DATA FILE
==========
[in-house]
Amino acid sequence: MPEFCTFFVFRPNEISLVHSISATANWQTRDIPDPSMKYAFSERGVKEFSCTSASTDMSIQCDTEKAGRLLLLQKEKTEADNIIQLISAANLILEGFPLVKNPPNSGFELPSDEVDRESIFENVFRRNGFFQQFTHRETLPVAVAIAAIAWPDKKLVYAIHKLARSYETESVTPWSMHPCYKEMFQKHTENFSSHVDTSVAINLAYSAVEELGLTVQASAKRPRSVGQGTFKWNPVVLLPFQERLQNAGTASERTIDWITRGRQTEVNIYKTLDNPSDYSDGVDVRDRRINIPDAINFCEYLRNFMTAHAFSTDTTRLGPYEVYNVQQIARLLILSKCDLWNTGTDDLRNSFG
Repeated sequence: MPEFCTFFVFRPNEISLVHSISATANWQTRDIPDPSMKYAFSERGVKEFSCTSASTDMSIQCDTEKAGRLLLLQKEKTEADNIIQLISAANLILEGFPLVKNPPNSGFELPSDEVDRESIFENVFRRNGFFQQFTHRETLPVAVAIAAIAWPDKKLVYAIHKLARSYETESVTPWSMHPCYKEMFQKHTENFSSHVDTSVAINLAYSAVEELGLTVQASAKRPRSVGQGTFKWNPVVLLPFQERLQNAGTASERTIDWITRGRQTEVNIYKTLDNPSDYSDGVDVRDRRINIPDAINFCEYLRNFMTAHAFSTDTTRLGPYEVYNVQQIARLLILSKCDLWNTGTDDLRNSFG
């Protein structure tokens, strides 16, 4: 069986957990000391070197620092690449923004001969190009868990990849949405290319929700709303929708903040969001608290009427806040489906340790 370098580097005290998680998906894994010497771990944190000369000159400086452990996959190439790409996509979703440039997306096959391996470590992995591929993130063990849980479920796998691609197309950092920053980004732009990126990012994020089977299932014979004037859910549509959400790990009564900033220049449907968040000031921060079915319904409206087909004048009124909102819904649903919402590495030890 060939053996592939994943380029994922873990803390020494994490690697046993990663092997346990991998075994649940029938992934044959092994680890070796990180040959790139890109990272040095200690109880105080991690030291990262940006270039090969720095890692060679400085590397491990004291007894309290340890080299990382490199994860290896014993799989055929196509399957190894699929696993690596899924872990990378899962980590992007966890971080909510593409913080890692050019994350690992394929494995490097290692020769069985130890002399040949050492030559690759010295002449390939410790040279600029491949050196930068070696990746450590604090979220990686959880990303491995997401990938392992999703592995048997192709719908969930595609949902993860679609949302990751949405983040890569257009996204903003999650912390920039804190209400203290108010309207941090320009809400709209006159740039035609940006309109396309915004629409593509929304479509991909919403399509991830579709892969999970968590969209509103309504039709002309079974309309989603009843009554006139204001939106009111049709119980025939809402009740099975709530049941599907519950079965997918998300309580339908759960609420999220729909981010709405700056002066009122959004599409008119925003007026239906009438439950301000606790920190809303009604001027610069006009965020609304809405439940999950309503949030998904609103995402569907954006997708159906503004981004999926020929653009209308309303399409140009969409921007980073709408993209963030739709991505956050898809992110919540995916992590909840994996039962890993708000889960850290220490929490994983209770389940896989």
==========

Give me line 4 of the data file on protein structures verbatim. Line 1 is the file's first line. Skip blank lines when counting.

């Protein structure tokens, strides 16, 4: 069986957990000391070197620092690449923004001969190009868990990849949405290319929700709303929708903040969001608290009427806040489906340790 370098580097005290998680998906894994010497771990944190000369000159400086452990996959190439790409996509979703440039997306096959391996470590992995591929993130063990849980479920796998691609197309950092920053980004732009990126990012994020089977299932014979004037859910549509959400790990009564900033220049449907968040000031921060079915319904409206087909004048009124909102819904649903919402590495030890 060939053996592939994943380029994922873990803390020494994490690697046993990663092997346990991998075994649940029938992934044959092994680890070796990180040959790139890109990272040095200690109880105080991690030291990262940006270039090969720095890692060679400085590397491990004291007894309290340890080299990382490199994860290896014993799989055929196509399957190894699929696993690596899924872990990378899962980590992007966890971080909510593409913080890692050019994350690992394929494995490097290692020769069985130890002399040949050492030559690759010295002449390939410790040279600029491949050196930068070696990746450590604090979220990686959880990303491995997401990938392992999703592995048997192709719908969930595609949902993860679609949302990751949405983040890569257009996204903003999650912390920039804190209400203290108010309207941090320009809400709209006159740039035609940006309109396309915004629409593509929304479509991909919403399509991830579709892969999970968590969209509103309504039709002309079974309309989603009843009554006139204001939106009111049709119980025939809402009740099975709530049941599907519950079965997918998300309580339908759960609420999220729909981010709405700056002066009122959004599409008119925003007026239906009438439950301000606790920190809303009604001027610069006009965020609304809405439940999950309503949030998904609103995402569907954006997708159906503004981004999926020929653009209308309303399409140009969409921007980073709408993209963030739709991505956050898809992110919540995916992590909840994996039962890993708000889960850290220490929490994983209770389940896989």